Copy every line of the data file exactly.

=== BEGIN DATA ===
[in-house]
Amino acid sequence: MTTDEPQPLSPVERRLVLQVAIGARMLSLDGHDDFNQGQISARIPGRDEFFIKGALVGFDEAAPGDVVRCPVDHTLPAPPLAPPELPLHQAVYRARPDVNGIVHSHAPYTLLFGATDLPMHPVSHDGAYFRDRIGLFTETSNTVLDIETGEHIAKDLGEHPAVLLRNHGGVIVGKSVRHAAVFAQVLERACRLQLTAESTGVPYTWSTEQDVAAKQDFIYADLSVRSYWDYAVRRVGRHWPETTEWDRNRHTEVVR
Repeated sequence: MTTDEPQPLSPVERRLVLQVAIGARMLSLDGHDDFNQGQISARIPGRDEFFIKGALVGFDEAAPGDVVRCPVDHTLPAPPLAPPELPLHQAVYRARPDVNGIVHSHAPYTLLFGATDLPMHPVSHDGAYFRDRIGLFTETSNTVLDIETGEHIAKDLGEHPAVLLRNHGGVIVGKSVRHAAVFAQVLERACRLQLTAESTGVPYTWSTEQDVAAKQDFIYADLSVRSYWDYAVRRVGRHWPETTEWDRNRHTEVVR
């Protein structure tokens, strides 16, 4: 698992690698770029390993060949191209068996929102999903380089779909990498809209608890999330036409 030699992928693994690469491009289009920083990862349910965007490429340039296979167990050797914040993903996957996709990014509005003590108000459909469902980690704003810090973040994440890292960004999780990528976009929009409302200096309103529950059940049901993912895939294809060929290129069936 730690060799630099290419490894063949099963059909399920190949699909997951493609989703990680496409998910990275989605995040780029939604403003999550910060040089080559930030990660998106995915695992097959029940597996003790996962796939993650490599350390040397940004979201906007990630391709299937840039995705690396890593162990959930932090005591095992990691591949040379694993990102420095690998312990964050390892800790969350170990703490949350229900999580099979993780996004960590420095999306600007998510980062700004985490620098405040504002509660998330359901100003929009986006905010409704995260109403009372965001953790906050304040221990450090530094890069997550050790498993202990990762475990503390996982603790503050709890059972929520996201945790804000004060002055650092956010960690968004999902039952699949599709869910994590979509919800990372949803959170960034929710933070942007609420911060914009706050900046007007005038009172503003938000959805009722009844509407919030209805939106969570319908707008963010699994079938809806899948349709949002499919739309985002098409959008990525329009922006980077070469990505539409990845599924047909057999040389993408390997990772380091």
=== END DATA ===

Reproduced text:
[in-house]
Amino acid sequence: MTTDEPQPLSPVERRLVLQVAIGARMLSLDGHDDFNQGQISARIPGRDEFFIKGALVGFDEAAPGDVVRCPVDHTLPAPPLAPPELPLHQAVYRARPDVNGIVHSHAPYTLLFGATDLPMHPVSHDGAYFRDRIGLFTETSNTVLDIETGEHIAKDLGEHPAVLLRNHGGVIVGKSVRHAAVFAQVLERACRLQLTAESTGVPYTWSTEQDVAAKQDFIYADLSVRSYWDYAVRRVGRHWPETTEWDRNRHTEVVR
Repeated sequence: MTTDEPQPLSPVERRLVLQVAIGARMLSLDGHDDFNQGQISARIPGRDEFFIKGALVGFDEAAPGDVVRCPVDHTLPAPPLAPPELPLHQAVYRARPDVNGIVHSHAPYTLLFGATDLPMHPVSHDGAYFRDRIGLFTETSNTVLDIETGEHIAKDLGEHPAVLLRNHGGVIVGKSVRHAAVFAQVLERACRLQLTAESTGVPYTWSTEQDVAAKQDFIYADLSVRSYWDYAVRRVGRHWPETTEWDRNRHTEVVR
């Protein structure tokens, strides 16, 4: 698992690698770029390993060949191209068996929102999903380089779909990498809209608890999330036409 030699992928693994690469491009289009920083990862349910965007490429340039296979167990050797914040993903996957996709990014509005003590108000459909469902980690704003810090973040994440890292960004999780990528976009929009409302200096309103529950059940049901993912895939294809060929290129069936 730690060799630099290419490894063949099963059909399920190949699909997951493609989703990680496409998910990275989605995040780029939604403003999550910060040089080559930030990660998106995915695992097959029940597996003790996962796939993650490599350390040397940004979201906007990630391709299937840039995705690396890593162990959930932090005591095992990691591949040379694993990102420095690998312990964050390892800790969350170990703490949350229900999580099979993780996004960590420095999306600007998510980062700004985490620098405040504002509660998330359901100003929009986006905010409704995260109403009372965001953790906050304040221990450090530094890069997550050790498993202990990762475990503390996982603790503050709890059972929520996201945790804000004060002055650092956010960690968004999902039952699949599709869910994590979509919800990372949803959170960034929710933070942007609420911060914009706050900046007007005038009172503003938000959805009722009844509407919030209805939106969570319908707008963010699994079938809806899948349709949002499919739309985002098409959008990525329009922006980077070469990505539409990845599924047909057999040389993408390997990772380091």